Something I want to stress at the end of this chapter is that there will always be a lot of noise out there—people going viral on social media, being successful, and getting attention—but I think it’s important not to lose sight of your own strengths, and to focus on figuring out your personal direction and potential.
To make your creative career sustainable, the majority of what you do needs to be tailored to your strengths and what you enjoy doing personally. So, you need to set up your systems in a way that you can do exactly that, and show appreciation to those who support you.
Finding Your Strengths
Finding your strengths takes time, and it won’t happen just by thinking about it. You have to try plenty of things, and see which of them you enjoy. Don’t worry about looking unprofessional at first—you need to find a direction, so you know where to go and what to work on. Before you can grow, you need to allow yourself to be a beginner, and find out what’s worth spending your time on.
To name some examples, you could start a YouTube channel with tutorial videos, upload clips on SoundCloud, make short videos on TikTok, or anything really—the possibilities are endless. Try as many things as possible, and see which ones you can see yourself growing into.
When you see someone getting a lot of attention on social media, it can be hard not to compare yourself to them and feel bad about the things you aren’t doing. Even if this doesn’t affect you much in the moment, it can have a detrimental effect in the long run. My advice is to reframe your thinking and be happy for the person, and to use what they do as ideas for things you can try out.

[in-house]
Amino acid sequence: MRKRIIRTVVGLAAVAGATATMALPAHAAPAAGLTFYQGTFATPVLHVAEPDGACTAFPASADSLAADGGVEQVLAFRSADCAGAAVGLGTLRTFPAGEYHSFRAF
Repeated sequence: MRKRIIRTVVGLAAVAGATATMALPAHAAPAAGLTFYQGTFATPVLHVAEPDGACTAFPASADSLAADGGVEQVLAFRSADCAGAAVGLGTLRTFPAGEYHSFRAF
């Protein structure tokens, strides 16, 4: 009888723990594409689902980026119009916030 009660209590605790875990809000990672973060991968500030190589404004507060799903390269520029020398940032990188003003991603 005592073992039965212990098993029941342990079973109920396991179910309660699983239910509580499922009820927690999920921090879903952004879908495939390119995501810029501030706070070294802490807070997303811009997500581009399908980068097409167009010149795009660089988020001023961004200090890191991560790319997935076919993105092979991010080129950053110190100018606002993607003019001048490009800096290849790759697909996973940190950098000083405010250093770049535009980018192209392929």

Building Your Systems
Once you’ve found something that you enjoy doing, you can put the other things aside and focus on it. Learn more about it, and get better as you go. It’s a gradual process, but if you pay attention to your progress and direction, you will get better at it. At this stage, you can also think about how you can potentially monetize it or use it to your advantage for promoting yourself.
For example, my personal workflow is to make tracks in a relatively short amount of time, so I’ve set up a Patreon account that plays to this strength of mine, where I give out two tracks every month. This is something that not every artist can offer. If you were to just copy someone else’s system without figuring your own strengths first, you will just burn yourself out. Start with something small that you know you can do, and then grow into it.
Another example for a system I’ve built for myself is that a few years ago, I started making vlogs on YouTube, and so I found that I enjoyed the process of capturing what I was doing. While my videos at the beginning were very unprofessional and probably boring, I kept working on them, and eventually started making 1-minute short vlogs on my Instagram that ended up doing very well! This is a strength of mine that I never would have discovered if I hadn’t just thrown myself at making videos a few years ago, and now I’ve built it into a system that I enjoy, and that helps me make content for my socials. Keep in mind that you also don’t need to stick to the same thing forever, and sometimes it can be useful in unexpected ways.
In conclusion, I would say forget about the noise, and build your life (the time you spend) around what you enjoy doing, and what you can give to the people that support you—financially or otherwise.